Witch doctors are very common across the continent of Africa. In South Africa, commonly among the Zulu, they are of two main types: Inyanga and Sangoma. While Inyanga practice natural medicine, Sangoma practice magic, predict the future and use various rituals to communicate with ancestors. Many seek out their expertise and help, without any fear. There are some, however, who consider these practices unnatural and thus, are afraid of them.

Various countries have come up with innovative ways to deal with the mass hysteria surrounding witches. In Ghana, nearly a century ago, witch camps were established to help people who were accused of practising witchcraft by the locals. Many countries have separate laws altogether to deal with the practice of magic and those who falsely accuse innocent women of being witches.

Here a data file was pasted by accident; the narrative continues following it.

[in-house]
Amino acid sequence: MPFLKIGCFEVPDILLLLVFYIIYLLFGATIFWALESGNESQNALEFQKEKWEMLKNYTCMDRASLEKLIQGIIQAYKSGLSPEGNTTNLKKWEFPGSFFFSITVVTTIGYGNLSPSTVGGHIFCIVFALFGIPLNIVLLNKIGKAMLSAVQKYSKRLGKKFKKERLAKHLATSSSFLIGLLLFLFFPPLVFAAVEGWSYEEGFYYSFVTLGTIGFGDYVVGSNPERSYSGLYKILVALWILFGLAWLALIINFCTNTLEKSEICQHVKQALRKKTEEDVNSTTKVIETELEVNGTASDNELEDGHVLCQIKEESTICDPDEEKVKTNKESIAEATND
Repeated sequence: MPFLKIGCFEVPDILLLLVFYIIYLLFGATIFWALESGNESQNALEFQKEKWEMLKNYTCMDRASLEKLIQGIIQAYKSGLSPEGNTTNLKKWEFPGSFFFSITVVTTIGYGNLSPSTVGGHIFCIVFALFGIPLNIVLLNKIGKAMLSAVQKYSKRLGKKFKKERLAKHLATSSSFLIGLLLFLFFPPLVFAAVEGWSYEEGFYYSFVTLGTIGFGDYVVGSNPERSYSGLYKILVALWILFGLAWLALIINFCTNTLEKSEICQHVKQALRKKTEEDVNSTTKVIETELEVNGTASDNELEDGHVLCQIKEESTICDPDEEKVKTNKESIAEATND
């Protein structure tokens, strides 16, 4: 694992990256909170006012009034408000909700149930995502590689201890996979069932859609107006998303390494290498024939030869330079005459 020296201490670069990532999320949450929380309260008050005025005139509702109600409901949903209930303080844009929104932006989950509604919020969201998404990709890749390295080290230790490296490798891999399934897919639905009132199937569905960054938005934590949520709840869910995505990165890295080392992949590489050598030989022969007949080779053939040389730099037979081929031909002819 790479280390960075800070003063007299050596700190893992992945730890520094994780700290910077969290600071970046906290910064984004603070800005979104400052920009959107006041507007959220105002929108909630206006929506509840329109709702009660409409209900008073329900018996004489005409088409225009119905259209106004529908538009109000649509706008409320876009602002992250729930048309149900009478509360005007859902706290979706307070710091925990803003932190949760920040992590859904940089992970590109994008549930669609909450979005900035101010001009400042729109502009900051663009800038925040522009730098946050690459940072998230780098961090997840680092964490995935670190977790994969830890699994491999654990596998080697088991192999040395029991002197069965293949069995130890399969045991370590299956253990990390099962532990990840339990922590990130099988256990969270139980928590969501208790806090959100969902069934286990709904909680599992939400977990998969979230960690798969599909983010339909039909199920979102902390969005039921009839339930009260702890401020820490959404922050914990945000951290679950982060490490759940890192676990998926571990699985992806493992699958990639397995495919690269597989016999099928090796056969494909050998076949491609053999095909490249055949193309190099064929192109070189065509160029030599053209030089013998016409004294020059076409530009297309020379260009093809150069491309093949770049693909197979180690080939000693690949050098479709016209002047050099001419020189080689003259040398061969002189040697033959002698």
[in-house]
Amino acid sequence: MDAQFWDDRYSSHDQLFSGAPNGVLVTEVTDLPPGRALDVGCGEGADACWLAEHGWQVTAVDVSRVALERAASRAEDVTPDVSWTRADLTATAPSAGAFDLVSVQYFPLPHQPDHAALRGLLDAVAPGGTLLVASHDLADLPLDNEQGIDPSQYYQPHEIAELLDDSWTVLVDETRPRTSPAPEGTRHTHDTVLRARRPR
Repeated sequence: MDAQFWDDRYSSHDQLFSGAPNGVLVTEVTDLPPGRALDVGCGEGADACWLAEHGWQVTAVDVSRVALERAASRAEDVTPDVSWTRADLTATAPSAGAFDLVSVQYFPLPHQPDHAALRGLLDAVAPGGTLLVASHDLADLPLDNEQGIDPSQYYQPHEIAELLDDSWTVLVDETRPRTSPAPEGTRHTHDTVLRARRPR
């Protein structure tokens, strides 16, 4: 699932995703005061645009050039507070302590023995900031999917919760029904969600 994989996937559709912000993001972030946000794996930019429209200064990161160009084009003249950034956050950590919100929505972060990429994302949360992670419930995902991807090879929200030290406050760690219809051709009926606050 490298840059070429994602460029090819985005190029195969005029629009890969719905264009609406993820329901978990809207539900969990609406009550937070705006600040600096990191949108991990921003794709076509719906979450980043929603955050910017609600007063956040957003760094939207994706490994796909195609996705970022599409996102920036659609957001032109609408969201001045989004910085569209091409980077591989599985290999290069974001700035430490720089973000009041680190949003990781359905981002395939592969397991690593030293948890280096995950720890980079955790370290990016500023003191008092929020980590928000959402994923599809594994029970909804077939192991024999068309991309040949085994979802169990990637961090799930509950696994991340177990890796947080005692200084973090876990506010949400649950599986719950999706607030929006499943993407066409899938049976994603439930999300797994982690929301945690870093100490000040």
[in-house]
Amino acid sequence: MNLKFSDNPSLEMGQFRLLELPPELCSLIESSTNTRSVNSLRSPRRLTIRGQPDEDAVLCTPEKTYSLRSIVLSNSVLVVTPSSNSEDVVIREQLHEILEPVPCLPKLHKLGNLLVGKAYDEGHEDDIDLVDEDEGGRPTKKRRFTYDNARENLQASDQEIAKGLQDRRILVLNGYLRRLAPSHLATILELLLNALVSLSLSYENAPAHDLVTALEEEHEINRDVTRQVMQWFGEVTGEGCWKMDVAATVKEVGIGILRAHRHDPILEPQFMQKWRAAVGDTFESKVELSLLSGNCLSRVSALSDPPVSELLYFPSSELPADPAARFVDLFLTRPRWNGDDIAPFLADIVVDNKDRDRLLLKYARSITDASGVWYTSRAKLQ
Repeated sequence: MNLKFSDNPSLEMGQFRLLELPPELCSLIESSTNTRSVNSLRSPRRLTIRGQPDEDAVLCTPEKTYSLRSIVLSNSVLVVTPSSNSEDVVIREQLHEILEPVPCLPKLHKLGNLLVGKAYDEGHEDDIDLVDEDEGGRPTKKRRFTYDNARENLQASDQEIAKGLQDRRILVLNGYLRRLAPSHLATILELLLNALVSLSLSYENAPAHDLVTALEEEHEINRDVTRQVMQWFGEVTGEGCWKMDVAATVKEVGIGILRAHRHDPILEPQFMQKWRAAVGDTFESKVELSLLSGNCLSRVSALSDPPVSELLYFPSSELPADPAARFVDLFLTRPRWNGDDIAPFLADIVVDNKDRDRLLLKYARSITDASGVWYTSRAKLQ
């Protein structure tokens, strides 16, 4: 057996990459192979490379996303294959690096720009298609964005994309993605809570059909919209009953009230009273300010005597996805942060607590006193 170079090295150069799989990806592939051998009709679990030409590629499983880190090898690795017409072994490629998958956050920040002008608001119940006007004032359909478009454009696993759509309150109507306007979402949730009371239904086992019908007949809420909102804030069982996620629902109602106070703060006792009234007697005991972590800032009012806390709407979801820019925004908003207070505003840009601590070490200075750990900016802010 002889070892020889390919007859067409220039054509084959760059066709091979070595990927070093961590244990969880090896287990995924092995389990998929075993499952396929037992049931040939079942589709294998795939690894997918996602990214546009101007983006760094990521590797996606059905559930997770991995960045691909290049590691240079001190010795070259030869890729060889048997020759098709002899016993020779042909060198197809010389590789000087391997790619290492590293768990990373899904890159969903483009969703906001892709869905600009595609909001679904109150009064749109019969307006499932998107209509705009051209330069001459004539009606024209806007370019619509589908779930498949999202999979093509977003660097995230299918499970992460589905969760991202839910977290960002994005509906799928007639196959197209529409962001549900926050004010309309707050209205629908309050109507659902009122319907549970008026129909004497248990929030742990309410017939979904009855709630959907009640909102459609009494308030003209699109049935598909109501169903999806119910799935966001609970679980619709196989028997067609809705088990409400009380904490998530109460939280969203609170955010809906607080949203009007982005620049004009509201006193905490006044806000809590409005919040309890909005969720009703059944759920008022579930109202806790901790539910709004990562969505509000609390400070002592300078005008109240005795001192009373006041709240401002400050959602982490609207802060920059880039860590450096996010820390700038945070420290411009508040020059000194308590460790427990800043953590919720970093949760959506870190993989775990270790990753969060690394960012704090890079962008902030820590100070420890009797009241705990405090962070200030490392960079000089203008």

In the West, pagan witchcraft or Wicca is on the surge. It is the fastest-growing religion in the USA and the only truly British religion. The followers of this exponentially growing religion, born not before 1940, are self-proclaimed witches who believe in magic. Even though for many, a belief in magic outside the realm of Harry Potter is a taboo, the growing Wiccan community is reaching beyond the British Isles with a strength in the millions. However, contrary to popular belief, they do not just comprise women. Men can be witches too. Wiccans are not a Satanic cult either. In fact, Wicca takes pride in worshipping nature and abides by the saying: “An it harm none, do what ye will.” Their rituals do not involve any kind of sacrifices or dead animals or their poop, as one might expect. They, however, do draw energy from natural phenomena like the solstices and equinoxes; a common feature among many such communities. Most of their spells and incantations are compiled in a book named The Book of Shadows.